Patients have rated services and staff at Southampton’s teaching hospitals highly in the first Friends and Family Test (FFT) results released by NHS England.
More than 90% of patients who took part in the test at University Hospital Southampton NHS Foundation Trust would be ‘extremely likely’ (74%) or ‘likely’ (20%) to recommend services at Southampton General and the Princess Anne hospitals to a family member of friend.
The FFT, which was launched in April, gives inpatients and people who have attended emergency departments the opportunity to state whether or not they would recommend the hospital to their friends and family if they needed similar care or treatment on a six-point scale ranging from 'extremely likely' to 'extremely unlikely'.
At UHS, staff have extended the test further to include additional questions on why patients selected their answer and if they would like to refer to a particular member of staff they feel had an impact – either positive or negative – on their hospital visit.
Each trust is given a score, known as the net promoter, which is the sum of the proportion of patients who would strongly recommend minus those who would not recommend or who are indifferent and rates organisations on a scale of -100 to +100, with UHS recording an overall score of 68 in quarter one against a national score of 63.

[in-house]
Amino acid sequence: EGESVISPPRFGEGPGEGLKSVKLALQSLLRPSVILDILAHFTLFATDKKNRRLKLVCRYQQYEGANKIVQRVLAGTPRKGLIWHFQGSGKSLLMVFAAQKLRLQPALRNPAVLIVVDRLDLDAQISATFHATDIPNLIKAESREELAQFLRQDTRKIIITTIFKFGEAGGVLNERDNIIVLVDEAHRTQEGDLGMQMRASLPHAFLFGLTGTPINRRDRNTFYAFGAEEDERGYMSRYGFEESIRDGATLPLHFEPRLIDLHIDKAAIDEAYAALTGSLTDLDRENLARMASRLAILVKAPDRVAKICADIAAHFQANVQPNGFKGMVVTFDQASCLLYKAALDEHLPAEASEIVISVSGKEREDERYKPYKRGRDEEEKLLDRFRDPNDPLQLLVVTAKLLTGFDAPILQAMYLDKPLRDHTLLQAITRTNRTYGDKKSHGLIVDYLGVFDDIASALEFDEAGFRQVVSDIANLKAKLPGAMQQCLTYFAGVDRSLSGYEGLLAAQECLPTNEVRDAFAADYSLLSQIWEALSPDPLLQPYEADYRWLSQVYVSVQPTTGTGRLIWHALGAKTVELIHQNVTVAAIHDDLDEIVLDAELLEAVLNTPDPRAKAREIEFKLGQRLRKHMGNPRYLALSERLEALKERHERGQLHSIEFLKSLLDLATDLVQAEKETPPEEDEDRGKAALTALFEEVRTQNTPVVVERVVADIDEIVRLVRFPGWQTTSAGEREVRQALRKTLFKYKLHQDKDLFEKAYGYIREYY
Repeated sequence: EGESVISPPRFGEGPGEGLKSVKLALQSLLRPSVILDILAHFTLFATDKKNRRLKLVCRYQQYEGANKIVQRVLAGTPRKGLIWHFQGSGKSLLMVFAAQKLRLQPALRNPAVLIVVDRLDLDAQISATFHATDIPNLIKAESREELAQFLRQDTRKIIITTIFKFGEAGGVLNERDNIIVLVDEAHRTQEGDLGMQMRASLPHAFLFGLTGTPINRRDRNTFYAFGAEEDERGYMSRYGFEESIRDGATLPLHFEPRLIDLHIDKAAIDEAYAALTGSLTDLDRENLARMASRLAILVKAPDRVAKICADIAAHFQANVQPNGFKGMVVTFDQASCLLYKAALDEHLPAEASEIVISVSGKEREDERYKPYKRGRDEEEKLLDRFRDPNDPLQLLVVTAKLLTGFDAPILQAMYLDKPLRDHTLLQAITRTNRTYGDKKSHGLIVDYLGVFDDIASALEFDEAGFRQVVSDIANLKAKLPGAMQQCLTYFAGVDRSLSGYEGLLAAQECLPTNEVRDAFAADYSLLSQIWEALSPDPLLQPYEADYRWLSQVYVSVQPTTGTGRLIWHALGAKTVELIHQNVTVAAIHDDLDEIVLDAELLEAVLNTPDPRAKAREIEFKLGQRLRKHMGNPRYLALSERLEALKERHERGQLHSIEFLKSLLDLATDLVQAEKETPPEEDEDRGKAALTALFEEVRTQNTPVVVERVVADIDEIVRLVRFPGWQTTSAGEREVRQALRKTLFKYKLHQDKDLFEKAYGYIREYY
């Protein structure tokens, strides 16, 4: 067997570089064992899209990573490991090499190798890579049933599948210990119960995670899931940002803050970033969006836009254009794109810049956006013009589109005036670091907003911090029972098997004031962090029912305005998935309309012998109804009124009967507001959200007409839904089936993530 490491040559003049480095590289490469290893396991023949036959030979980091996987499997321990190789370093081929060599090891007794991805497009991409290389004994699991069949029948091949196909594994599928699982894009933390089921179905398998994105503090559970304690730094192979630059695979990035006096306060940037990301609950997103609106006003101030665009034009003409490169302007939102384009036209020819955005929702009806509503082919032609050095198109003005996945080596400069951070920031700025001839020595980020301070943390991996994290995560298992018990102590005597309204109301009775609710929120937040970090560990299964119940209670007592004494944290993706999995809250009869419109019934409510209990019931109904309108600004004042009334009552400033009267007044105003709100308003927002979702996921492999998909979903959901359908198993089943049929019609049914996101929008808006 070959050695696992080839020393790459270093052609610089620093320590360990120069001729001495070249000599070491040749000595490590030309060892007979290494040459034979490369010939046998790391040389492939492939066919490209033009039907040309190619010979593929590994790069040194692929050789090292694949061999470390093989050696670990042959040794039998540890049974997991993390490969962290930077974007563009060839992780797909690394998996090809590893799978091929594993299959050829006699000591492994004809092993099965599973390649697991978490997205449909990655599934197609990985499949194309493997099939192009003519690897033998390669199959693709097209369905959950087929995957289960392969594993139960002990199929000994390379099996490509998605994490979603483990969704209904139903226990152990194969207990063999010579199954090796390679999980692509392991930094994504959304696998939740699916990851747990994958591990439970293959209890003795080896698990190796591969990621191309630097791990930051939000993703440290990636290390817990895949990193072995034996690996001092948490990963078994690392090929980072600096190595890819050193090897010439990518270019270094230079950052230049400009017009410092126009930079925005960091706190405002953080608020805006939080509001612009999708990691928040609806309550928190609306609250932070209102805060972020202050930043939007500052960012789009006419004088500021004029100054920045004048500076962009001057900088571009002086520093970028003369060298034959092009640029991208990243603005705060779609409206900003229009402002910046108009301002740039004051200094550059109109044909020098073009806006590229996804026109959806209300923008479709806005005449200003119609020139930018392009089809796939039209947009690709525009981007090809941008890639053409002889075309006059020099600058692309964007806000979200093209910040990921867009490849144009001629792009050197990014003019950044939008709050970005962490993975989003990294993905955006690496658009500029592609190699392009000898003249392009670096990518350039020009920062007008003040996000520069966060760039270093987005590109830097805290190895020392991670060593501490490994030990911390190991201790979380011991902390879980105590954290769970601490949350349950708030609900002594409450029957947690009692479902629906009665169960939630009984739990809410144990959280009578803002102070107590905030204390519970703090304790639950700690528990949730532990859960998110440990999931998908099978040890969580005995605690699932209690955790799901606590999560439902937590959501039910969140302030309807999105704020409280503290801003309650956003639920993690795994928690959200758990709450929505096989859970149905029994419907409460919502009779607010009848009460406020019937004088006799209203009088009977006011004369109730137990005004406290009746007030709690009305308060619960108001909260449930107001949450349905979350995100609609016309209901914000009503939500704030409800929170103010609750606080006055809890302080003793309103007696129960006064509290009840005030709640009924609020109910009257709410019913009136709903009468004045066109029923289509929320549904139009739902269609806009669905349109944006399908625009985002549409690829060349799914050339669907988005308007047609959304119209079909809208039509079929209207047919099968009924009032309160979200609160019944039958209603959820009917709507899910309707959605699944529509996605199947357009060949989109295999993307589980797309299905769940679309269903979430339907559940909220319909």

The Trust’s combined emergency department and inpatient response rate of 11.3% for the three-month period was below the 15% target set by NHS England, though the Trust’s rate for inpatients alone exceeded the target (16.4%).
Gail Byrne, director of quality at UHS, said: “We have much to reflect on positively from our results for April, May and June, which not only show we have increased participation in the test month-on-month following a slow start, but show the majority of our patients are positive about their experience at our hospitals and across the Trust.
“We are receiving excellent feedback about services and individuals and that is invaluable when it comes to assessing the range of factors that affect a patient’s experience with us and what constitutes the highest standards of care.”
Ms Byrne added: “The test also gives us a chance to find out very quickly and simply what patients aren’t happy with and what has caused them to feel that way so we can take action and make necessary improvements.
“This initial release of data also brings the subject to the forefront for the first time since the launch of the test back in April, so we want to take it as an opportunity to encourage more patients to take up the opportunity of feeding back their experiences and help us as we look to develop our services further.”
Patients can leave feedback via a range of methods, including an online survey, via bedside media units, filling out a postcard or by talking to ward volunteers.
Posted on Tuesday 30 July 2013